Low heat density and warm surfaces, two unique features of radiant floor heating, are two important factors in creating human comfort. The third is even, constant temperature. Lots of research has been done trying to identify the conditions in which the human body feels the most comfortable. We like to be surrounded by warm surfaces that do not draw heat away from us and we love even and constant temperature.

Top Five Customer Questions

1. Can you heat the entire house with radiant floor?
Yes you can and you should. This is the best way of creating maximum comfort.

2. What if the pipe breaks?
The pipe does not break on its own. It only happens if somebody damages the pipe. When that happens a qualified installer should repair the damage.

3. Why is it more efficient?
There are a number of factors adding up to the increased efficiency. Radiant heat does not overheat the air, so the heat loss through the building envelope is less. Radiant heat provides direct heat input into the human body, so the air temperature is less important.
Usually lower thermostat settings result in the same level of comfort.

4. What fuel source can be used?
Any fuel that is available may be used, including natural gas, propane, oil, wood, and electricity. The systems are also well suited to geothermal applications.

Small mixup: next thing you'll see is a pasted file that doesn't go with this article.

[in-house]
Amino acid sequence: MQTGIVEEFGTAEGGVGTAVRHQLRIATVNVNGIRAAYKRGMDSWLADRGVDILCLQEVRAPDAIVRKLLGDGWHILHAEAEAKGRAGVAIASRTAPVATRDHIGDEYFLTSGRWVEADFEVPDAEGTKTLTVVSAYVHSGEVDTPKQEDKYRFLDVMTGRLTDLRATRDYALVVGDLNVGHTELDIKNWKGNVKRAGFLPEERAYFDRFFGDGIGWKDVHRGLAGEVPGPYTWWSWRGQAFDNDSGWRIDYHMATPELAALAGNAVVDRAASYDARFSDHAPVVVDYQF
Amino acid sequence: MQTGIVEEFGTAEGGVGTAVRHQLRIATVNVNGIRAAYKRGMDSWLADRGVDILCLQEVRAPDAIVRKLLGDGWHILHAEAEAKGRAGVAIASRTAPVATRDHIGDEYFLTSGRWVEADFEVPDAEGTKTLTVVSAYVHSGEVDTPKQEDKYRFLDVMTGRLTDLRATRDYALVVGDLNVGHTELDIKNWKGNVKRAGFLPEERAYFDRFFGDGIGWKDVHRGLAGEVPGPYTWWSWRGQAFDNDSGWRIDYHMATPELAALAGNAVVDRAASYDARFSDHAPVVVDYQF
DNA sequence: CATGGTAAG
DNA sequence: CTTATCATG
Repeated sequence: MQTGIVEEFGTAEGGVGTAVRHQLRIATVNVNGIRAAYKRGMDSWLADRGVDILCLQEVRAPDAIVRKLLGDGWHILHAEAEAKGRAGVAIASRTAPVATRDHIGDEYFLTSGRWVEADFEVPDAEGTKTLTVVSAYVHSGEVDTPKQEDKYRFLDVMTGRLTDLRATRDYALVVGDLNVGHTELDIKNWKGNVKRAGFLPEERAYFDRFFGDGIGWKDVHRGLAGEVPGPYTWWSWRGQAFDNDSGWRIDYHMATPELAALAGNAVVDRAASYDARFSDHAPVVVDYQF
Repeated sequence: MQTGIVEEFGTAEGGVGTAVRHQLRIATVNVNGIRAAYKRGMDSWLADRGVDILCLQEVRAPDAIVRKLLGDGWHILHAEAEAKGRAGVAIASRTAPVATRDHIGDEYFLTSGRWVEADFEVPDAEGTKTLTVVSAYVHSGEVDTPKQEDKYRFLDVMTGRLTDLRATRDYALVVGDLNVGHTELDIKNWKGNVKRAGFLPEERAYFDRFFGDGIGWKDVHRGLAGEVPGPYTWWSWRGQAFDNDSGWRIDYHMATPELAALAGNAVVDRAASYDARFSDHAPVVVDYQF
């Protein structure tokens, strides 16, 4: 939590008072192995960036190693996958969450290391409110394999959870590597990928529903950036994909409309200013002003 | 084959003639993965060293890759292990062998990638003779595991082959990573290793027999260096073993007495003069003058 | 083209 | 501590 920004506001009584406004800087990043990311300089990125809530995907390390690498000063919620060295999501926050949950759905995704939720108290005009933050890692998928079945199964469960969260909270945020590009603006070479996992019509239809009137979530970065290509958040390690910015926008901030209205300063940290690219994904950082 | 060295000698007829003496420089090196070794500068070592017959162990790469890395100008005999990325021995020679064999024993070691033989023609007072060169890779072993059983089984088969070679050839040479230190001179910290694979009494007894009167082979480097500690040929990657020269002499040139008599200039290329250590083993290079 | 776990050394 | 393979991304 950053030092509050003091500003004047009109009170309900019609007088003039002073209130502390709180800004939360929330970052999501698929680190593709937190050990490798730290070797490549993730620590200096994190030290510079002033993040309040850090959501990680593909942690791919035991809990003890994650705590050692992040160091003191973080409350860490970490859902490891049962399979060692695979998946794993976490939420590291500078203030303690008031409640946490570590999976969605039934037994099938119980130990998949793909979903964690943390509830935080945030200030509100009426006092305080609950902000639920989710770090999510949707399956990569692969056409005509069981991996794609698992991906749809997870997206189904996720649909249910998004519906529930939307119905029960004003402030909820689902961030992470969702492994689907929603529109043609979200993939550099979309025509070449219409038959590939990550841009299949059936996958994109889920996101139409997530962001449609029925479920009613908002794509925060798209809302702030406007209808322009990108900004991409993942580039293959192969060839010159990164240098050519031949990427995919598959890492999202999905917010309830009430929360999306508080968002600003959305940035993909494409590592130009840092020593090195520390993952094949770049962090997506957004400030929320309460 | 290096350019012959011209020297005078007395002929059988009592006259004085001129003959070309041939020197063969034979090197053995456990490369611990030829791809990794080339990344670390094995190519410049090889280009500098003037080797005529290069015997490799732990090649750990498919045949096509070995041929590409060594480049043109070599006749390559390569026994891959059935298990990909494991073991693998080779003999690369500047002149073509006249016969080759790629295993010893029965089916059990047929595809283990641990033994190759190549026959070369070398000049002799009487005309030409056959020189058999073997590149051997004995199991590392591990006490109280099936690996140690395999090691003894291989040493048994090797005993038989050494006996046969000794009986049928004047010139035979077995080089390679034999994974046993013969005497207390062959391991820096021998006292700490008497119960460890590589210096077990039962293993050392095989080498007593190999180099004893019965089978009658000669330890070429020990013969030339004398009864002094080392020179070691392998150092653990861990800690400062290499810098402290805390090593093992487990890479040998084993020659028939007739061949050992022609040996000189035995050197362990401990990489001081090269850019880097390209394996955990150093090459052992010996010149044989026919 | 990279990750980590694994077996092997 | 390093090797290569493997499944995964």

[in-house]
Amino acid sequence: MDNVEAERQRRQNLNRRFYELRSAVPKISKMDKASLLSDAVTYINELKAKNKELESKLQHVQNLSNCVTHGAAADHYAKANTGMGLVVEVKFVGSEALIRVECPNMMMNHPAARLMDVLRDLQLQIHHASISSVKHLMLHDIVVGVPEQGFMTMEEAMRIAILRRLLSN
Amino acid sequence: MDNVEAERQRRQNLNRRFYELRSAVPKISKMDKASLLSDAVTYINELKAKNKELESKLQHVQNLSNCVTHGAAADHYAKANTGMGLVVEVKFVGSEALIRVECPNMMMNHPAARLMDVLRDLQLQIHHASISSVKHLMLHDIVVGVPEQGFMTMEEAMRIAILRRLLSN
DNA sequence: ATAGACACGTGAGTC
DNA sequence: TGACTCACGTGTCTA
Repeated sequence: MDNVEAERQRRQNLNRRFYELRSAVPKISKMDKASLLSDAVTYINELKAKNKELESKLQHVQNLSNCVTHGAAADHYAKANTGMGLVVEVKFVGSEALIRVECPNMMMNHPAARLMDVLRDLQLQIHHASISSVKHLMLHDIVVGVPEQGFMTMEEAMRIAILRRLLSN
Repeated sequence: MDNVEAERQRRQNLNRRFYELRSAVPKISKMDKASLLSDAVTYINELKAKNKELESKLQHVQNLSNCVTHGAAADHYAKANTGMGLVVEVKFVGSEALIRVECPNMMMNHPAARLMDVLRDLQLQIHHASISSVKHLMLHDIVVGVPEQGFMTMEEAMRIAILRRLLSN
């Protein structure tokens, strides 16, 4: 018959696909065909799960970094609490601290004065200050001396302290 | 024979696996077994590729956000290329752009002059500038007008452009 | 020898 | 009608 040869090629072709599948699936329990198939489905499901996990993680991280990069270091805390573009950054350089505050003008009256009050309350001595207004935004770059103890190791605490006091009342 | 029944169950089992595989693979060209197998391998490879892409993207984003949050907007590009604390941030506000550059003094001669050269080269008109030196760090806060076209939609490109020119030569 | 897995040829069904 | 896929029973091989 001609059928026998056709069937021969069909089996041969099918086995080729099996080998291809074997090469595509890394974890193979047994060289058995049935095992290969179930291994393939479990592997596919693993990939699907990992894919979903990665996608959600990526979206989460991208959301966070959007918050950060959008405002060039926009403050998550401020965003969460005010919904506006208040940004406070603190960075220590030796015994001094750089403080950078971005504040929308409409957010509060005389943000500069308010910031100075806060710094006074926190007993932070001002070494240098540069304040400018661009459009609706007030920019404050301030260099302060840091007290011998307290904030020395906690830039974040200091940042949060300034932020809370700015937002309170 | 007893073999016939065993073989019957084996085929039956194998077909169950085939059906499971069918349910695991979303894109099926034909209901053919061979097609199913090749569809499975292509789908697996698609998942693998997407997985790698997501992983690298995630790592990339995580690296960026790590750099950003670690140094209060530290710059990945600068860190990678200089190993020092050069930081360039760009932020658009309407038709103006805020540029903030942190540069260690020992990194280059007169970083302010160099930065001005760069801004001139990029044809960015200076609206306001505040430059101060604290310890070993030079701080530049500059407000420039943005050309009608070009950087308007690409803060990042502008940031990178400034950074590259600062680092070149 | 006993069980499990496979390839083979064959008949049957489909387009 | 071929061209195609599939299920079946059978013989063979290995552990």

5. What happens to cooling?
Ductless or mini split air conditioning systems are becoming increasingly popular.  In some situations, they offer the opportunity to “zone cool” resulting in an efficient use of energy.

To see more advanced technical articles related to hydronic heating, please go to www.hpacmag.com and choose “hydronics” in the “search by topic” field.

Tibor Kovacs is the owner of Hydronic Panel Systems/Hydronic Comfort Systems Inc. He can be reached at info@hydronicpanels.com.

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14 Comments » for Install once and you will hate all others
  1. There’s an alternative to hydronic radiant heat – electric radiant heat. These can be either installed in the floor or the ceilings. Their chief advantage over hydronic systems is that they usually cost half of a hydronic system, there’s no need for a boiler to take up valuable floor space, and they are a lot easier to install – especially in renovation type applications. They can also be added on a room-by-room basis as time and budgets permit.